On the issue of TSA coverage, the Treasurers presented interesting examples of the strong political and administrative resistance to pooling government liquidity at the central government level. Often autonomous bodies indicated that they had a legal claim on cash resources, not just a claim on a certain budget appropriation. Hospitals and universities in the region had also been very resistant to giving up their regular cash advances from the budget. Of course such preferential treatment of certain government entities only increases the scarcity of cash for the rest of the public sector. Ecuador indicated recent success of the Minister of Finance in agreeing with the countries’ universities inclusion of their cash resources in the central TSA. In return, the Minister had guaranteed to make cash resources available to universities for payments on an as needed basis.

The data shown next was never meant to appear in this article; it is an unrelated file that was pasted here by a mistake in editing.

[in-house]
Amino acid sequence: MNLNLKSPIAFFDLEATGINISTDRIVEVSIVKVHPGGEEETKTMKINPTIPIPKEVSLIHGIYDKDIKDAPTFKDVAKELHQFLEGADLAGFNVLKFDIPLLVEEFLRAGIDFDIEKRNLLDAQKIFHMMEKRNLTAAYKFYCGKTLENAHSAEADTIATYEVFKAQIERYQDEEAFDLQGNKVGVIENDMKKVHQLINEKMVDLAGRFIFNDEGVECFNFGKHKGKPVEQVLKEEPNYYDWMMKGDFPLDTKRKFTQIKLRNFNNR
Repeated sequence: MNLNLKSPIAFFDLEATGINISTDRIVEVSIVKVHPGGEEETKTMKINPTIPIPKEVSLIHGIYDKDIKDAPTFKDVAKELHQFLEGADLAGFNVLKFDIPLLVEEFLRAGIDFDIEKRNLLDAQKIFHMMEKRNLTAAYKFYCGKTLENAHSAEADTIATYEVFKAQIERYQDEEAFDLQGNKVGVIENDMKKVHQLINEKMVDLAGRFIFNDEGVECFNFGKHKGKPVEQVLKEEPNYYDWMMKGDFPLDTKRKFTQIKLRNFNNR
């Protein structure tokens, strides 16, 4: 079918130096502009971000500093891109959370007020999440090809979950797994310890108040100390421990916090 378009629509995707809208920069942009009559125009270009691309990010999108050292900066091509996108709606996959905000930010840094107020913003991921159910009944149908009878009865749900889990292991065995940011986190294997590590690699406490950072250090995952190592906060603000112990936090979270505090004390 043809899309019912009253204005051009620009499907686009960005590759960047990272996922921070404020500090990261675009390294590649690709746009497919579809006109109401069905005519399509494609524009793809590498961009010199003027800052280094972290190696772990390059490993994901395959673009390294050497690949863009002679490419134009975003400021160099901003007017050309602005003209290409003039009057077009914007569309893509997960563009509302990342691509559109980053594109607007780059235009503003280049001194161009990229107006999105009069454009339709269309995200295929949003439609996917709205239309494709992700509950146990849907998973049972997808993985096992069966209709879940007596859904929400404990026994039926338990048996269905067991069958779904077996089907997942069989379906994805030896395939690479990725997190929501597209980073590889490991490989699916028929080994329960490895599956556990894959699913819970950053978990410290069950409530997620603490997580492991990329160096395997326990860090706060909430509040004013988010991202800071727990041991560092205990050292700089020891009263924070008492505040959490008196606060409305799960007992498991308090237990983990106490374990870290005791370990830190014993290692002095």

A final topic covered by the conference was the relationship with the central bank. Treasury reform implies a more independent relationship with the central bank. Debt and cash management services to government have or are gradually being taken over by Debt Management Offices and the Treasury. That provides more scope for central banks to focus exclusively on monetary policy. However, on some issue including the payment system and management of the TSA the central bank will retain an important role. Also, new mechanisms for coordinating monetary policy and debt and cash management need to be further developed.

Download Seminario de Tesoreria Programa

Download Joint Statement

Download Treasury Management


[1] While the international professional association born in Lima is for the time being constituted of regional members only, there seems to be ample room for coordinating its future activities – and maybe merging -- with the other existing international association, the International Association of Treasury Services, which was created at the initiative of the French and Moroccan treasuries and now comprises a sizable number of non-French speaking country treasuries.

Note: The posts on the IMF PFM Blog should not be reported as representing the views of the IMF. The views expressed are those of the authors and do not necessarily represent those of the IMF or IMF policy.